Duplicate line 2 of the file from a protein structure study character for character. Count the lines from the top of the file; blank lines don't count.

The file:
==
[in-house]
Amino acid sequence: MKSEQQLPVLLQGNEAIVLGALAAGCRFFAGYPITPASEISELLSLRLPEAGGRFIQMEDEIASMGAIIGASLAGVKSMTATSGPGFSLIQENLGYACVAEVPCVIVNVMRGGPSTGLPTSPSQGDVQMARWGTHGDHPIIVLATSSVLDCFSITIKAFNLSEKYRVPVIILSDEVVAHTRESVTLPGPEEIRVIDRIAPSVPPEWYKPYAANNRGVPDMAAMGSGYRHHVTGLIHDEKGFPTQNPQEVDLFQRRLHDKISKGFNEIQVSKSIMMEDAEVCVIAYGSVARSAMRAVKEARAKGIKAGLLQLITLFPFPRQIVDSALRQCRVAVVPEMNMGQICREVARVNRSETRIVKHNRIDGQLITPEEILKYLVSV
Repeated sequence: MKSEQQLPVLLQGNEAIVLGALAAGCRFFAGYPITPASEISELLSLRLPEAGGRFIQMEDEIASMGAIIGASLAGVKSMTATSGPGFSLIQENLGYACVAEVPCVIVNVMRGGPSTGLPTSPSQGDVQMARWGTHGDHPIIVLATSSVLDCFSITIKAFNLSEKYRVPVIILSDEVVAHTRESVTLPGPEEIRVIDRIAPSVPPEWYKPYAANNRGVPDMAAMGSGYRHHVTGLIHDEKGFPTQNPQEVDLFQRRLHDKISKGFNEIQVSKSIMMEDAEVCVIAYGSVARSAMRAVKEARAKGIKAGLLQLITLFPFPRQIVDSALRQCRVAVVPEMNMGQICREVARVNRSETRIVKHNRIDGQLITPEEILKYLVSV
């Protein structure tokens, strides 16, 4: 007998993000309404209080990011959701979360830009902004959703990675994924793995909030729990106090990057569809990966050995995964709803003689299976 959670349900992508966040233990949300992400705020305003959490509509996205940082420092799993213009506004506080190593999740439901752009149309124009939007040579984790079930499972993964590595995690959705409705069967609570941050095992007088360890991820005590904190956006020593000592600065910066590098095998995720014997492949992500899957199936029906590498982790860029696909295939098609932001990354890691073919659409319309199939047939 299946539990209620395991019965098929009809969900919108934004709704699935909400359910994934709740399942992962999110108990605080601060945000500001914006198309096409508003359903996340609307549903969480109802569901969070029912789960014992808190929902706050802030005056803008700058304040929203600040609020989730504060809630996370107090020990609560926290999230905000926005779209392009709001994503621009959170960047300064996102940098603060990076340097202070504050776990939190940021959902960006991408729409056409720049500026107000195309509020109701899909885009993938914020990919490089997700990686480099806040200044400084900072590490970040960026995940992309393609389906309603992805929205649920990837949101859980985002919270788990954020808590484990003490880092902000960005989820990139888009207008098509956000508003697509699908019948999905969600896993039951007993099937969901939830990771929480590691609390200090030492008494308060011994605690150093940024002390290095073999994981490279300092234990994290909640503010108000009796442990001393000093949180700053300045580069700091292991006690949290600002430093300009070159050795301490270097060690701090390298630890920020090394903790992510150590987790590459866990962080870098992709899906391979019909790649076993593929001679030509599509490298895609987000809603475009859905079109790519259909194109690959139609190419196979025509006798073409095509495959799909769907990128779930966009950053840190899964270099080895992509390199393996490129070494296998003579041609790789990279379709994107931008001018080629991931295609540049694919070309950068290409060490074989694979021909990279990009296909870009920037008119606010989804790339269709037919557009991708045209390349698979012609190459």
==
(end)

Amino acid sequence: MKSEQQLPVLLQGNEAIVLGALAAGCRFFAGYPITPASEISELLSLRLPEAGGRFIQMEDEIASMGAIIGASLAGVKSMTATSGPGFSLIQENLGYACVAEVPCVIVNVMRGGPSTGLPTSPSQGDVQMARWGTHGDHPIIVLATSSVLDCFSITIKAFNLSEKYRVPVIILSDEVVAHTRESVTLPGPEEIRVIDRIAPSVPPEWYKPYAANNRGVPDMAAMGSGYRHHVTGLIHDEKGFPTQNPQEVDLFQRRLHDKISKGFNEIQVSKSIMMEDAEVCVIAYGSVARSAMRAVKEARAKGIKAGLLQLITLFPFPRQIVDSALRQCRVAVVPEMNMGQICREVARVNRSETRIVKHNRIDGQLITPEEILKYLVSV